Rondo Hatton was a non-actor who made a minor blip on the film scene over fifty years ago because of his appearance. Yet his name, his face, and the name of his signature character, the Creeper (only used in three movies), have each become cultural icons, and not just in this country.
Rondo was a nice looking, slight, athletic young man in Tampa, Florida. In his late teens he began showing the first effects of acromegaly (pituitary giantism which strikes late in life). During army service in WWI the distorting effects grew very rapidly, attributed (incorrectly) to mustard gas. The main result was extreme facial deformity.
After a few years in army hospitals he returned to Tampa and became a reporter. In 1929, famed director Henry King filmed "Hell Harbor" in Tampa and Rondo covered it for the paper. King put him in the film because of his looks and urged him to come to Hollywood where he would put him in more films. A shy man, embarassed by the discomfort his looks caused others, he politely declined.
In 1934 he married Mabel Housh, a lively, attractive young woman who realized ugly was only skin deep. In Tampa, in the depths of the depression work was scarce. When Mae asked Rondo about taking King up on his offer, he replied that he was no actor and that they were only interested in exploiting his looks. Her reply was, "Of course. They exploit the handsome and beautiful for their looks, but they have to worry about losing theirs."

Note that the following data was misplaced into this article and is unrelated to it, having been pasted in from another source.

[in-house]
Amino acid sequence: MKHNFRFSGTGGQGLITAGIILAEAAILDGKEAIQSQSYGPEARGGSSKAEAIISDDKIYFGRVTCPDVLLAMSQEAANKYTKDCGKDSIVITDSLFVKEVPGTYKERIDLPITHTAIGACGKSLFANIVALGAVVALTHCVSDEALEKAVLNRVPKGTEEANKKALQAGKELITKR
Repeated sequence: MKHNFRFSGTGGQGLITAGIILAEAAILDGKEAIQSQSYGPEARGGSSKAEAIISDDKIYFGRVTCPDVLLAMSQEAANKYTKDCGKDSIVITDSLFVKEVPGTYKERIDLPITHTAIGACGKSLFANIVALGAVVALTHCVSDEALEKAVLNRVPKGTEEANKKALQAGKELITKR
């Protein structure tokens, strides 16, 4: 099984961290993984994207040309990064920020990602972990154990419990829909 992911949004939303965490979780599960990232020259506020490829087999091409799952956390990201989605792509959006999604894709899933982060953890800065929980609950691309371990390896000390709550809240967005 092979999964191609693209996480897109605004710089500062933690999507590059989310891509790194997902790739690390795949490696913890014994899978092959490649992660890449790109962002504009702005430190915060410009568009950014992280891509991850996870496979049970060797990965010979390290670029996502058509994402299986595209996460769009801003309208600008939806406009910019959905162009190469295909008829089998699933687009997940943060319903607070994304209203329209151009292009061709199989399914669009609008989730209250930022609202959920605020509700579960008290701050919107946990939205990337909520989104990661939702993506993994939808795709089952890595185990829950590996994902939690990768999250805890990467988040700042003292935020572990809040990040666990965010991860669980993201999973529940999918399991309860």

In L.A., King put him in several films, most notably In Old Chicago. For a few years he played bit pirates, thugs, and such--he was out-uglied by Charles Laughton in Hunchback of Notre Dame. In 1944 he was cast as the Creeper in the Sherlock Holmes film "Pearl of Death," the muscle of the bad guy.
This film was a hit, so Universal signed him to a seven year contract. They were cranking out the b-movies and saw a franchise in the Creeper. He made four films (two as the Creeper) and died before two were even released. The shots in the gallery are of his "Creeper"character.